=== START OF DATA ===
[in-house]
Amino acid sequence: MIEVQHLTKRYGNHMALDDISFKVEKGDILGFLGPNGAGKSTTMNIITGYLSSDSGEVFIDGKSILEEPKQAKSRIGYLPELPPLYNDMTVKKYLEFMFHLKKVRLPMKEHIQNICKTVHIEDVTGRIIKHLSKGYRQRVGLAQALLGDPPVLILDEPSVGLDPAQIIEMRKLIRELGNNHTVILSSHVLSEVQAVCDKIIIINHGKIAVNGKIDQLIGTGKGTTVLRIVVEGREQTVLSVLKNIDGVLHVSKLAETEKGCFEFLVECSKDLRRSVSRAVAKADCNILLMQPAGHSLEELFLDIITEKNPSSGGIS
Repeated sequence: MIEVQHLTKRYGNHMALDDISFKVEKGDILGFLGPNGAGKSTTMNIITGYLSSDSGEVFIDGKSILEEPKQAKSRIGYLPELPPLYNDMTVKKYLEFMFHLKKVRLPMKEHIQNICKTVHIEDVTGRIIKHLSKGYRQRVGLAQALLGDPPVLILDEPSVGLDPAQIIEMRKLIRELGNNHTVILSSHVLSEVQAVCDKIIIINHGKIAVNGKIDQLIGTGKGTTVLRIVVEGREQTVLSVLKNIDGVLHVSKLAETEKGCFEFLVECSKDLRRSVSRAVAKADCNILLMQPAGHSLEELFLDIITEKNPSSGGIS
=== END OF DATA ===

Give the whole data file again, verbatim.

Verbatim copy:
[in-house]
Amino acid sequence: MIEVQHLTKRYGNHMALDDISFKVEKGDILGFLGPNGAGKSTTMNIITGYLSSDSGEVFIDGKSILEEPKQAKSRIGYLPELPPLYNDMTVKKYLEFMFHLKKVRLPMKEHIQNICKTVHIEDVTGRIIKHLSKGYRQRVGLAQALLGDPPVLILDEPSVGLDPAQIIEMRKLIRELGNNHTVILSSHVLSEVQAVCDKIIIINHGKIAVNGKIDQLIGTGKGTTVLRIVVEGREQTVLSVLKNIDGVLHVSKLAETEKGCFEFLVECSKDLRRSVSRAVAKADCNILLMQPAGHSLEELFLDIITEKNPSSGGIS
Repeated sequence: MIEVQHLTKRYGNHMALDDISFKVEKGDILGFLGPNGAGKSTTMNIITGYLSSDSGEVFIDGKSILEEPKQAKSRIGYLPELPPLYNDMTVKKYLEFMFHLKKVRLPMKEHIQNICKTVHIEDVTGRIIKHLSKGYRQRVGLAQALLGDPPVLILDEPSVGLDPAQIIEMRKLIRELGNNHTVILSSHVLSEVQAVCDKIIIINHGKIAVNGKIDQLIGTGKGTTVLRIVVEGREQTVLSVLKNIDGVLHVSKLAETEKGCFEFLVECSKDLRRSVSRAVAKADCNILLMQPAGHSLEELFLDIITEKNPSSGGIS